You could deny him access by encrypting your drive, but you would never encrypt a server, since you will have a performance penalty. This article should have probably been called how to change your root password if you forgot it.

    If you were aiming for desktop security, than this is also insecure, since if someone took your hard drive they could still do whatever they want with it. The only way to secure a desktop PC is to encrypt the drive/partition.

  8. bootux says:

    security starts with controlling access to the machine; without access to the console nobody could do the things you describe here
    anyway, these are not hacks, I learned these when I got my rhce 10 years ago :))
    and of course, these days I never install an operating system on a non-encrypted disk

  9. As someone said, I feel it is an eye-opener. Of course, there always pros and cons of every activity. Thanks for the interesting article Avisek.

    Keep up the good work!!

    Raghavan alias Saravanan M
    Jeddah | Kingdom of Saudi Arabia.

  10. RelativePrime says:

    The above methods still leave the system open to being accessed via a live CD, from which you can chroot to the installed system, circumventing the GRUB password. Or just re-install grub.

    As others have stated 1) Physical access essentially allows any system to be owned and 2) Encrypting the drive is one of the best ways to prevent unauthorized access.

    • ChickenNinja says:

      Y’all didn’t read everything do you?

      * Password protect your BIOS.
      * Change you Boot order to HDD first, followed by rest (cd/dvd, network, usb).

      Now you can’t book from a cd… Nor can you change it to boot from cd.

      • Boomerang says:

        *Password protect your BIOS…
        If you have physical access to the machine, take a screwdriver, unplug the computer and open it (desktop or laptop). Then you locate the battery (flat battery) on the motherboard. You removed it for at least 10 seconds, it will reset the BIOS settings and hence forget the password protecting the BIOS. Enjoy… :D

  11. Tamas says:

    You can password protect your grub configuration.

    • Ravi Saive says:

      The X Window known as X or X11 is a computer application system and network protocol that gives GUI (Graphical User Interface) to users.

  12. hzdtony says:

    I then type the first letter of the password and I get immediately:

    Login incorrect
    Give root password for maintenance
    (or type Control-D to continue):

    And so it goes on and on…. until i switch the machine off or reboot.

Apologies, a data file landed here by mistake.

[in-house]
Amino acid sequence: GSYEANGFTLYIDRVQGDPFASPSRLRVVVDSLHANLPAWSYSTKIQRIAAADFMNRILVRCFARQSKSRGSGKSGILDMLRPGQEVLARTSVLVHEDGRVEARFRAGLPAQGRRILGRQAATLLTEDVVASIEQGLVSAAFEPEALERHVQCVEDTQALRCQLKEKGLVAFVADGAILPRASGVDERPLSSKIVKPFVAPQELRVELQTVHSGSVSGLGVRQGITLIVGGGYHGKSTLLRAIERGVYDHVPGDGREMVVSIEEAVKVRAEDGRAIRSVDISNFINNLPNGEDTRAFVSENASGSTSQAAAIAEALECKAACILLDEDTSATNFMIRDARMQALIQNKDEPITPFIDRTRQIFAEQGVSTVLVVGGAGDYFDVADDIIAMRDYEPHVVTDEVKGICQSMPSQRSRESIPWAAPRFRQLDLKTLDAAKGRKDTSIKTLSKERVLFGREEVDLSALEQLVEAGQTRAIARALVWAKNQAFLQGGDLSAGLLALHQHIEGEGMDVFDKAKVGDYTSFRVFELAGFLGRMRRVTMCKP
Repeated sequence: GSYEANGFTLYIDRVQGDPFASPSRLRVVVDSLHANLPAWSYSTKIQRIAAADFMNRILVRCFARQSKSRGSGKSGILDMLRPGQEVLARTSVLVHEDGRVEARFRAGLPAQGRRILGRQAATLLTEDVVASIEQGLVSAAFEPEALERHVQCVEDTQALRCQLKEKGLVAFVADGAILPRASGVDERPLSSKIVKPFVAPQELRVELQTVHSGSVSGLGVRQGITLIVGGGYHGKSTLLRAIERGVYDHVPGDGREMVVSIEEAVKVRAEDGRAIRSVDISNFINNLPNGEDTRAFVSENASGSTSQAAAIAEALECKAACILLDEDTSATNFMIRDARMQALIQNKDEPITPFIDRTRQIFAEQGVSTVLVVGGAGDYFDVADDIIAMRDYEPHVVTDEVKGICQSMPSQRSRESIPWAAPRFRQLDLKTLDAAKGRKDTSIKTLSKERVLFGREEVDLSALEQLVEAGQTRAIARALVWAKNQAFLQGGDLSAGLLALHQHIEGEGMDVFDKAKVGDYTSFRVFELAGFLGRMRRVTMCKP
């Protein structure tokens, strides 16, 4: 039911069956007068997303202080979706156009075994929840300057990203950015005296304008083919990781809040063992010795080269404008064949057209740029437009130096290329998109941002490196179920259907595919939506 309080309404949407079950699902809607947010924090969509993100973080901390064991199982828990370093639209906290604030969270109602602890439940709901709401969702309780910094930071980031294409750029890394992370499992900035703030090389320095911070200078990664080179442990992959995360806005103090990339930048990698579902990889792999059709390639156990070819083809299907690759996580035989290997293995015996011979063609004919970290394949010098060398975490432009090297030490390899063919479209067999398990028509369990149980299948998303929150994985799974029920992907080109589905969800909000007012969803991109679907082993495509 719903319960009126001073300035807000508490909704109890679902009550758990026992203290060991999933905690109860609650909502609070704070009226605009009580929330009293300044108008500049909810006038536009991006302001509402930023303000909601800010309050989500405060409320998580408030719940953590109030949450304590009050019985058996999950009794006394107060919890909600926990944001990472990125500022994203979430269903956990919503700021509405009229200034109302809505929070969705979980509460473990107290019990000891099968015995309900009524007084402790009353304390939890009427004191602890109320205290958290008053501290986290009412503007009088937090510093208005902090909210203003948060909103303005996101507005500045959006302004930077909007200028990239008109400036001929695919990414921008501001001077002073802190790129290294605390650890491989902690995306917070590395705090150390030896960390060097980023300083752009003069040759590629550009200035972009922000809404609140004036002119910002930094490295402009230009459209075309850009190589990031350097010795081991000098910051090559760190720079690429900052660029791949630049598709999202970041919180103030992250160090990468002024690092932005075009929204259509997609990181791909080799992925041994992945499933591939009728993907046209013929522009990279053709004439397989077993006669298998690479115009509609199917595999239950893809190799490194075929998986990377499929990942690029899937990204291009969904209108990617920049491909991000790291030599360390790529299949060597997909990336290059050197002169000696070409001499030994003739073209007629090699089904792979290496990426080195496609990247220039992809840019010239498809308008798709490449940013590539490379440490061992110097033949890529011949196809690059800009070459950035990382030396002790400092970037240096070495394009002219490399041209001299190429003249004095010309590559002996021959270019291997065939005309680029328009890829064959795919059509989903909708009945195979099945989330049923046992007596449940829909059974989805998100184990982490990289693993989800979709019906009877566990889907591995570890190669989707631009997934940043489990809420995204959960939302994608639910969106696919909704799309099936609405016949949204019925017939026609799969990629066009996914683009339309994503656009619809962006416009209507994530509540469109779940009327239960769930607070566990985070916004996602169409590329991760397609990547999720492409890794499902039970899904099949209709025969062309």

I think there is a bug here.

  13. Lucho Gopalanda says:

    I have done the last option many times (dvd or usb booting) on some customers. Sysadmin leaves the company and they dont know root pass or sysadmin forgot root pass or sometimes they got hacked and root pass was changed…

    I personally believe that the info in this article is very useful for sysadmins and security people. Really brilliant article.

    When taking all this info to the practice in the real world, just make sure you guys are not doing something illegal. So just practice on your own systems or make sure that the ones asking you for help are the legitimate owners of the hacked system and it is indeed needed to be hacked.

    Thanks for all this useful info on different ways to do useful things.

  14. Gaurav Garg says:

    can i change the boot image and splash screen of my fedora and centos ??

  15. Hi Avishek,

    Good post , look like you missed to include LUKS, its provides a better way protecting your machine from these simple dorks

  16. ngare says:

    can you do this remotely?

    • Aqar says:

      Not possible unless you have a Remote Code Execution vulnerability in the server and even if thats the case that vulnerability has to be in a process that has a root privilege

  17. shrtsns says:

    I have a vmdk file which is password protected and bootloader also protected by Password.
    My question is, Is there any way to login or crack the boot password.

    Please any one reply this ASAP..

    Thanks for your time.

  18. Marcel says:

    This is an excellent article on hardening physical security.

    Well done!

  19. Khawar Nehal says:

    There is something called a BIOS and grub password.
    If you lock the machine and put a BIOS password and a grub password then you need to physically break the lock and the cover to access the machine.
    We do this to show evidence of attempts to mess with the machine.
    For users who do not know the root password and keep it that way, just put a lock on the box, BIOS and GRUB.
    The installation usually asks if you want a grub password.
    You are showing people how to change the root password after NOT putting a boot loader grub password.

    — Khawar Nehal